Table of Contents
Looking back over our 116+ years of business experience, we realize now more than ever how much we have seen, and how much the tough challenges we have faced along the way have helped us to learn through adversity.
We’ve managed to grow despite facing the tragedies of two World Wars, the Great Depression and the Great Recession, not to mention the global flu pandemic of 1918. These experiences, one at a time, have gradually helped us forge a spirit of confidence, knowing that we can improve and grow through the worst of times until the world finally rights itself. We’ve found that uncertainty certainly causes new problems to emerge and the rules and status quo to become upended. This can present opportunity though, creating a time for renewal and transformation like none other, a time to give thought to future-proofing your business for decades to come.
When Patrick contacted us to talk about our experience during this pandemic and the economic downturn, we thought it might be helpful to share just a bit of that knowledge in the hopes that something might inspire those who are struggling and could be feeling faint of heart.
We are a brand that loves to experiment, and nothing inspires a pioneering spirit more than facing a landscape that will be forever altered. The more frequently we face situations such as these and endure the hardships they entail, the more our collective wisdom always seems to grow, as both a brand and as an industry.
In our experience, even under normal circumstances, healthy growth is created when you rethink what others consider to be “normal” and endeavor to find the unusual, or even unexpected, solution. Since 1904, we’ve challenged ourselves to discover new ways for our fasteners and tools to be used to connect a multitude of materials which only serve a purpose once the connection has been made. We’d like to share our experiences here with a view to connect in a different way now, connecting to help our industry partners.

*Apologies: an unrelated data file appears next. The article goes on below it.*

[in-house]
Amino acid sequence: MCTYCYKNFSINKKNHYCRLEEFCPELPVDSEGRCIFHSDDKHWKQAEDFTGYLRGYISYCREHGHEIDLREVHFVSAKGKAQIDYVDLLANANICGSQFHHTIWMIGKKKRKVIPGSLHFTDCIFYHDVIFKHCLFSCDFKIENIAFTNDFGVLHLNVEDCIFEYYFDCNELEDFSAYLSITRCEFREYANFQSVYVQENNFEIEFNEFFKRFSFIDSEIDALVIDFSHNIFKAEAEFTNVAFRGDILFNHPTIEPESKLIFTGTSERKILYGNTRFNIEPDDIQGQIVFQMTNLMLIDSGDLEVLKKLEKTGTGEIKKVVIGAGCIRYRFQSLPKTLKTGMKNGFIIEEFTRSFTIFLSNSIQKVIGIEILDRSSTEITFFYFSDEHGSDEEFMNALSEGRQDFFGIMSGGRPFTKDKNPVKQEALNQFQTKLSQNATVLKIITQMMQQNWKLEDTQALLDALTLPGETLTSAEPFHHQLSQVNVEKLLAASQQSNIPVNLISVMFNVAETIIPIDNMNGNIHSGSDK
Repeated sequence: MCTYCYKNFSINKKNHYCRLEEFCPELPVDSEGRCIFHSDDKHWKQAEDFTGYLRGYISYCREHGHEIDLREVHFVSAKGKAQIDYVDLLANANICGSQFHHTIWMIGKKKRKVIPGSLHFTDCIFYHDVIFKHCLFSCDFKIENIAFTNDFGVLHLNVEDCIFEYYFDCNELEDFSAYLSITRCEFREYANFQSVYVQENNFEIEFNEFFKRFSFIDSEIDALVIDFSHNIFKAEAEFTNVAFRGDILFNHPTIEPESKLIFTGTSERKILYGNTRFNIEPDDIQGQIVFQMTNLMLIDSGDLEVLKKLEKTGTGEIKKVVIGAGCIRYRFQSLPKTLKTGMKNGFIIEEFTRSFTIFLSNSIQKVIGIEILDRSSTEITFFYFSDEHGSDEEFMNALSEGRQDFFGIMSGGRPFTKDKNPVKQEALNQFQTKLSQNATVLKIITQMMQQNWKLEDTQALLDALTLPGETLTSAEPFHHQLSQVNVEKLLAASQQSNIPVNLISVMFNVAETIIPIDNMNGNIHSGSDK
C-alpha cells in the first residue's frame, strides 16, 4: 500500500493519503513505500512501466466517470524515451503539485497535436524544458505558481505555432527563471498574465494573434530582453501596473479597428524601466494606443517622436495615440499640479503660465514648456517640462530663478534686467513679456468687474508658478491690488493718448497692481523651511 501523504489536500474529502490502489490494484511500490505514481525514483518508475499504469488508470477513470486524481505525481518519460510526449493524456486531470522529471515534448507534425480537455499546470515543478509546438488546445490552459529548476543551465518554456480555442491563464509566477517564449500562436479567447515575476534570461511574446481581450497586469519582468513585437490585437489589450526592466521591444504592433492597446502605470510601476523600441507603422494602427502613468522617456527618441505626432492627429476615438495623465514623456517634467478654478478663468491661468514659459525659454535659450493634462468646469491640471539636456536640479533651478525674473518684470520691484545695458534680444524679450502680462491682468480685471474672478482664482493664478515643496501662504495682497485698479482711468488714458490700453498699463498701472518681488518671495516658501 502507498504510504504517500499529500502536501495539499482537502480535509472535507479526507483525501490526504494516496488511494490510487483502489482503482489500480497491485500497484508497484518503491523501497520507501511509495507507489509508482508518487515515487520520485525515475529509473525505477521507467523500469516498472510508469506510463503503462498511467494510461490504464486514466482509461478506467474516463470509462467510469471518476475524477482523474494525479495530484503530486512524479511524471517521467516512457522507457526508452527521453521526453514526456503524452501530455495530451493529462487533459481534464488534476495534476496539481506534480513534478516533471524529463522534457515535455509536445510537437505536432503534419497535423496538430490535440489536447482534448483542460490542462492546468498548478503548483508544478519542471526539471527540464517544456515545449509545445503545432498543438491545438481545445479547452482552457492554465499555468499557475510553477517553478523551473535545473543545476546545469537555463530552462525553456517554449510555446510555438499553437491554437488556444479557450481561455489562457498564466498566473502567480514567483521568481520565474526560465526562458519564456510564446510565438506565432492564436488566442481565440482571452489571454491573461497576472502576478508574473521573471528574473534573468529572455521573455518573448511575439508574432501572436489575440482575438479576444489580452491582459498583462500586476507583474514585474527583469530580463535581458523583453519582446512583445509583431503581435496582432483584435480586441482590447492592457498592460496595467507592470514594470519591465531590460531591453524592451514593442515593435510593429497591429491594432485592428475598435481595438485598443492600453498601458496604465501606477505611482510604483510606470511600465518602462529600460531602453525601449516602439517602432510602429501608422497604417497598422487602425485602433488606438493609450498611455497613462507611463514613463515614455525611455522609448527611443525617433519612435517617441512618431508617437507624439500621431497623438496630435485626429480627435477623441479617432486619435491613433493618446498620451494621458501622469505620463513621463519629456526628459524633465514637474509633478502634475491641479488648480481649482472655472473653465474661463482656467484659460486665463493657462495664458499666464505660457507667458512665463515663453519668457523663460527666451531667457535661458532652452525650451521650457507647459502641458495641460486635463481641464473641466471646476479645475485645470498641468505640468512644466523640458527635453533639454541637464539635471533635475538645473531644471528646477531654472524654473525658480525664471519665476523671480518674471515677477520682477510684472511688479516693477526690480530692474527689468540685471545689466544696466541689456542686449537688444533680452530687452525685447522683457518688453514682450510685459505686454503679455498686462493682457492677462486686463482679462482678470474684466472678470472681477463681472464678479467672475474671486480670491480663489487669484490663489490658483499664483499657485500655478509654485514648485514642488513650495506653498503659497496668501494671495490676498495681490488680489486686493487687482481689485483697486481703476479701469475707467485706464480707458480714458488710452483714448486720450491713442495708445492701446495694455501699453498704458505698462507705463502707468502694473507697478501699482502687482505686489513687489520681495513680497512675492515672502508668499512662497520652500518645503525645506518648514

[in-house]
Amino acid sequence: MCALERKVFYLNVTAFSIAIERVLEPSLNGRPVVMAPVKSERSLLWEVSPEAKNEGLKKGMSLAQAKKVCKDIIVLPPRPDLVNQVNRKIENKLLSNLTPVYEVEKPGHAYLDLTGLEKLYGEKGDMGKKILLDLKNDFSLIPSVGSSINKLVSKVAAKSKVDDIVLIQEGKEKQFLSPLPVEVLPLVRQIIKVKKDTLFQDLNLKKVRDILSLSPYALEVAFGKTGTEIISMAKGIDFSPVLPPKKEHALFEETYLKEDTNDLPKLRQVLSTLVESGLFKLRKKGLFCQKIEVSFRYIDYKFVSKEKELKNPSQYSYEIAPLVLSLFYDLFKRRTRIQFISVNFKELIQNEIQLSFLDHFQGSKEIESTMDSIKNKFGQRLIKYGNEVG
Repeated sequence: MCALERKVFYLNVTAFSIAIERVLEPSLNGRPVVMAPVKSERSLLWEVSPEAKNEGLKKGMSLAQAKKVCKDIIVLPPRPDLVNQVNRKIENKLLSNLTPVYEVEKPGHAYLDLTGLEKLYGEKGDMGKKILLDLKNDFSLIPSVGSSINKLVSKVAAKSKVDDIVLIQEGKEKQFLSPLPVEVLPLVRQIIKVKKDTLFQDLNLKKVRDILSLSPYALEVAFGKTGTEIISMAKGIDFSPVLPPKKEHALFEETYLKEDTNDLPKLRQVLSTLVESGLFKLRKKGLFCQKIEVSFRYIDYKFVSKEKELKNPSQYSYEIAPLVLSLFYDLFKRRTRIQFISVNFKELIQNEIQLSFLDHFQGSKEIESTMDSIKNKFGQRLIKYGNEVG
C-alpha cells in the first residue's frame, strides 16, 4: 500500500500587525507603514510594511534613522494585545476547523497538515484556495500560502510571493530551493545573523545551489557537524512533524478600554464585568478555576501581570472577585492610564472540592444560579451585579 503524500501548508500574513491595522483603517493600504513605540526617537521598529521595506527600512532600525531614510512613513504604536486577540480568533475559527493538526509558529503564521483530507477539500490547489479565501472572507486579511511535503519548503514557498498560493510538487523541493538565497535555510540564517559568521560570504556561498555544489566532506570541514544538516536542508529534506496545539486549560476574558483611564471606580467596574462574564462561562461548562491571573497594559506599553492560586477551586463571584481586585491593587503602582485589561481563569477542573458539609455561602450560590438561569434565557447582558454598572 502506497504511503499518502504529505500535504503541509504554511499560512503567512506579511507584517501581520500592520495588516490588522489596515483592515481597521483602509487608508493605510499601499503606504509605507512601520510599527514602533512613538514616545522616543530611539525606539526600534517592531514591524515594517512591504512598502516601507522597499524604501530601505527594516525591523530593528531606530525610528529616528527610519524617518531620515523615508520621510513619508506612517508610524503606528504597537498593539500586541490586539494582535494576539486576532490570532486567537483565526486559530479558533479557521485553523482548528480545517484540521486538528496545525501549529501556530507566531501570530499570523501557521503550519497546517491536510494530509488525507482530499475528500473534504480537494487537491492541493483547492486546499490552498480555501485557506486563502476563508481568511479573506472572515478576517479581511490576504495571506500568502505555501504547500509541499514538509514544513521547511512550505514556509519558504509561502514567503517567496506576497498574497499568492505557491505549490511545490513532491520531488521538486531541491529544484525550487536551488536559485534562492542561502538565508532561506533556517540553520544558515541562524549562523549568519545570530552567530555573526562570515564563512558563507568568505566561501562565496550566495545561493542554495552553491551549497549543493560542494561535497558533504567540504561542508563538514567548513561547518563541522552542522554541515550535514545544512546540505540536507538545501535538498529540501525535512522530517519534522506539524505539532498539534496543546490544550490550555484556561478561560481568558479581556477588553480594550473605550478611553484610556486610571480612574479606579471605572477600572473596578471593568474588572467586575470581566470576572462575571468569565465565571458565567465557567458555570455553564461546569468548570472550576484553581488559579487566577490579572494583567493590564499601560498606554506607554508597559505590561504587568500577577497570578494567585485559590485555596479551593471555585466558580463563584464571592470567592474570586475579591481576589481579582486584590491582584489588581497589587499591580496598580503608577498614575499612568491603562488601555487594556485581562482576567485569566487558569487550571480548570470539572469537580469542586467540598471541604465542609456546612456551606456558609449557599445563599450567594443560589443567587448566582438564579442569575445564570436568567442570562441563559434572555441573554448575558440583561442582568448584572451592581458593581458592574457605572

Here are some key takeaways we’ve identified over these many years that can help us all as we manage our way through this new landscape:
- Become a pioneer. It’s a new time to explore what to many might seem to be a barren landscape, a new chance to step up to lead. It’s easier if you’re a company that is accustomed to thinking outside of the box and solving complex problems. If that’s not engrained in your DNA, then now is the time to challenge that culture. In times of chaos, intuition and imagination serve as our guide to help us take engaging ideas and use them to shape our new reality. As the situation becomes increasingly cluttered and confused, take a moment to clean your lenses and change your perspective, taking stock of what is technically possible and what people actually need. Eventually the clear path forward through treacherous terrain will come into focus.
- Be creative. When times are difficult, and we mean really tough, you need to have a spirit to create, believing that innovation is the road that leads through tough times and into the future. Ordinary solutions aren’t going to work in extraordinary circumstances. Continual reinvention, especially when changing your reality is a necessity, is essential. And as you experiment and fail and then try again and eventually succeed, be sure you’re creating things with persistent value. If not, then all you have is a short-term solution that won’t be able to see you or your customer’s through to the other side of better days ahead.
- Speed will be your advantage. Moving quickly will be your best strategy, since the spoils go to those who can adapt and implement first. Even if you’re not 100% ready, don’t hesitate to get started. Followers generally end up coming in last when there is too little to go around.